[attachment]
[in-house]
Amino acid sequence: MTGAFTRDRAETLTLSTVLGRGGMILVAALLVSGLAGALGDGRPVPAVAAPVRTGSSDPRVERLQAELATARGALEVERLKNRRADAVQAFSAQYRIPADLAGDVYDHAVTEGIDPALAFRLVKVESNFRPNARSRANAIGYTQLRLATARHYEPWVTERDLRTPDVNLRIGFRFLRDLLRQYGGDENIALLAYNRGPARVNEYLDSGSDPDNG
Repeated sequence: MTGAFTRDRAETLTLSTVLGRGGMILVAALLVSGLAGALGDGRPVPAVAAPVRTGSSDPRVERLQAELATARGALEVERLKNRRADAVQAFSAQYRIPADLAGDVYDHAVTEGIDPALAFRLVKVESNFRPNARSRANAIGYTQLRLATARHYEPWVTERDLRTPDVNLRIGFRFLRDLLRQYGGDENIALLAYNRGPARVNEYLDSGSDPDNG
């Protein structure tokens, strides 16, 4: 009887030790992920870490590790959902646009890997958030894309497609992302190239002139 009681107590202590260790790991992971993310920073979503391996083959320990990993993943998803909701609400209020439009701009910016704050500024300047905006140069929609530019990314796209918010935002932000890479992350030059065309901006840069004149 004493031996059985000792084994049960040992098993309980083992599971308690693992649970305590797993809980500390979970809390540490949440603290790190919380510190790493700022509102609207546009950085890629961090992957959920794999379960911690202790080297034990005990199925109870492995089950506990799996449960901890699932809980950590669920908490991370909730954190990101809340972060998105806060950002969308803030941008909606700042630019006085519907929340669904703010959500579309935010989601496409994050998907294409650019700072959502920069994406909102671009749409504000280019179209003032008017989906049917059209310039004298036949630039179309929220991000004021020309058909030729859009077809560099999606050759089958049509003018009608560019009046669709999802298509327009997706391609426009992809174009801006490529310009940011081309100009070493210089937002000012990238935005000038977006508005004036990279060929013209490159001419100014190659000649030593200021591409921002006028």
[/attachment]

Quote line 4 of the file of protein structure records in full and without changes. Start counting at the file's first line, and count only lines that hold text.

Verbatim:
């Protein structure tokens, strides 16, 4: 009887030790992920870490590790959902646009890997958030894309497609992302190239002139 009681107590202590260790790991992971993310920073979503391996083959320990990993993943998803909701609400209020439009701009910016704050500024300047905006140069929609530019990314796209918010935002932000890479992350030059065309901006840069004149 004493031996059985000792084994049960040992098993309980083992599971308690693992649970305590797993809980500390979970809390540490949440603290790190919380510190790493700022509102609207546009950085890629961090992957959920794999379960911690202790080297034990005990199925109870492995089950506990799996449960901890699932809980950590669920908490991370909730954190990101809340972060998105806060950002969308803030941008909606700042630019006085519907929340669904703010959500579309935010989601496409994050998907294409650019700072959502920069994406909102671009749409504000280019179209003032008017989906049917059209310039004298036949630039179309929220991000004021020309058909030729859009077809560099999606050759089958049509003018009608560019009046669709999802298509327009997706391609426009992809174009801006490529310009940011081309100009070493210089937002000012990238935005000038977006508005004036990279060929013209490159001419100014190659000649030593200021591409921002006028």